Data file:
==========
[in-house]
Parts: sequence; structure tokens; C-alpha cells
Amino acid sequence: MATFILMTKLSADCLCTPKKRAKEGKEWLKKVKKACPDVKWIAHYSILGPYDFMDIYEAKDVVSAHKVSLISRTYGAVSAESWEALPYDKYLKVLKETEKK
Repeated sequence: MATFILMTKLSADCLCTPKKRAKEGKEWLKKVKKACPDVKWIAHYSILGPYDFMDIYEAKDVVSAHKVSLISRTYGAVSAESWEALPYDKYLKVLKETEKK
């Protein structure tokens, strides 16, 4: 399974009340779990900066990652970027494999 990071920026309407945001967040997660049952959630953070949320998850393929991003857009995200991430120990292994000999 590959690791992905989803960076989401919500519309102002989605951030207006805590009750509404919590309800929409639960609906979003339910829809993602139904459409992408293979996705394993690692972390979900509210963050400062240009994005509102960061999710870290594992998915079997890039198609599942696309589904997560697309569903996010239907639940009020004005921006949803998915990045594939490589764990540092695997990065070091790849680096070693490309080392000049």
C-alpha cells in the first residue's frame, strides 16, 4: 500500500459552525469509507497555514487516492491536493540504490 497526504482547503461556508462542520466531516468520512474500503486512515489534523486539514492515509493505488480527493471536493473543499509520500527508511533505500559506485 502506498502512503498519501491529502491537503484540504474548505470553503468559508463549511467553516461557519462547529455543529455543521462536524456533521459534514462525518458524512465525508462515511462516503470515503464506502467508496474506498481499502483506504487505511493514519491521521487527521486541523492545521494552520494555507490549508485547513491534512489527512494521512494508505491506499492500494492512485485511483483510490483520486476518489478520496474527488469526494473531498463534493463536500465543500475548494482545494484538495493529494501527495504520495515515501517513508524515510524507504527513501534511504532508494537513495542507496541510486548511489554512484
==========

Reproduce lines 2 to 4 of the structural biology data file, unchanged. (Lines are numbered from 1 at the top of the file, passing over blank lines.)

Parts: sequence; structure tokens; C-alpha cells
Amino acid sequence: MATFILMTKLSADCLCTPKKRAKEGKEWLKKVKKACPDVKWIAHYSILGPYDFMDIYEAKDVVSAHKVSLISRTYGAVSAESWEALPYDKYLKVLKETEKK
Repeated sequence: MATFILMTKLSADCLCTPKKRAKEGKEWLKKVKKACPDVKWIAHYSILGPYDFMDIYEAKDVVSAHKVSLISRTYGAVSAESWEALPYDKYLKVLKETEKK